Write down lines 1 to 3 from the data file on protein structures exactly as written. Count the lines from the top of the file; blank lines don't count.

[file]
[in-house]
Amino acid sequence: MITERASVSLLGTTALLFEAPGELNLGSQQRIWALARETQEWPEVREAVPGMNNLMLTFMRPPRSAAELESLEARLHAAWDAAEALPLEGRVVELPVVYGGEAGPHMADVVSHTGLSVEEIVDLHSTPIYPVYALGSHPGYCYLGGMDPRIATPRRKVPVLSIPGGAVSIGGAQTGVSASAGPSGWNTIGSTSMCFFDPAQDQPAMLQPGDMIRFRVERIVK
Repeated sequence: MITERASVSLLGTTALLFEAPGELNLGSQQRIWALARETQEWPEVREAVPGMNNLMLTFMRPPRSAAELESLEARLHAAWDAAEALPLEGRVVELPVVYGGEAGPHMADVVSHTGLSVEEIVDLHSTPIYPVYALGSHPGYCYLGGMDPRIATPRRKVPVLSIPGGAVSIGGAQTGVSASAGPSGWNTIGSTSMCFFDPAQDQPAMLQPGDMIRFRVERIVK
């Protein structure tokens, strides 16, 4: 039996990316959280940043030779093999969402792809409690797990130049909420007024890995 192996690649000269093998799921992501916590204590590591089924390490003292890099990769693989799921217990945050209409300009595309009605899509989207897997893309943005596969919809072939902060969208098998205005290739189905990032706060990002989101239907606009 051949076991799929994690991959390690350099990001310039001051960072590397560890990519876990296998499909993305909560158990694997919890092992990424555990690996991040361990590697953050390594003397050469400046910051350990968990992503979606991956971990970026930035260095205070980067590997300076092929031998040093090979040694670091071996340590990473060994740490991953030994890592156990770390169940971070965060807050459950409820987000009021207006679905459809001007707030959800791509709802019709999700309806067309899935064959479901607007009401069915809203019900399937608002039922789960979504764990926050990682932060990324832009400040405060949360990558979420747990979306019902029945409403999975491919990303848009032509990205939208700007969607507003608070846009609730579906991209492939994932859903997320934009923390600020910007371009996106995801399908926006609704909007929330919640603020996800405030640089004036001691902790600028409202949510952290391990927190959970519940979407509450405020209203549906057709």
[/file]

[in-house]
Amino acid sequence: MITERASVSLLGTTALLFEAPGELNLGSQQRIWALARETQEWPEVREAVPGMNNLMLTFMRPPRSAAELESLEARLHAAWDAAEALPLEGRVVELPVVYGGEAGPHMADVVSHTGLSVEEIVDLHSTPIYPVYALGSHPGYCYLGGMDPRIATPRRKVPVLSIPGGAVSIGGAQTGVSASAGPSGWNTIGSTSMCFFDPAQDQPAMLQPGDMIRFRVERIVK
Repeated sequence: MITERASVSLLGTTALLFEAPGELNLGSQQRIWALARETQEWPEVREAVPGMNNLMLTFMRPPRSAAELESLEARLHAAWDAAEALPLEGRVVELPVVYGGEAGPHMADVVSHTGLSVEEIVDLHSTPIYPVYALGSHPGYCYLGGMDPRIATPRRKVPVLSIPGGAVSIGGAQTGVSASAGPSGWNTIGSTSMCFFDPAQDQPAMLQPGDMIRFRVERIVK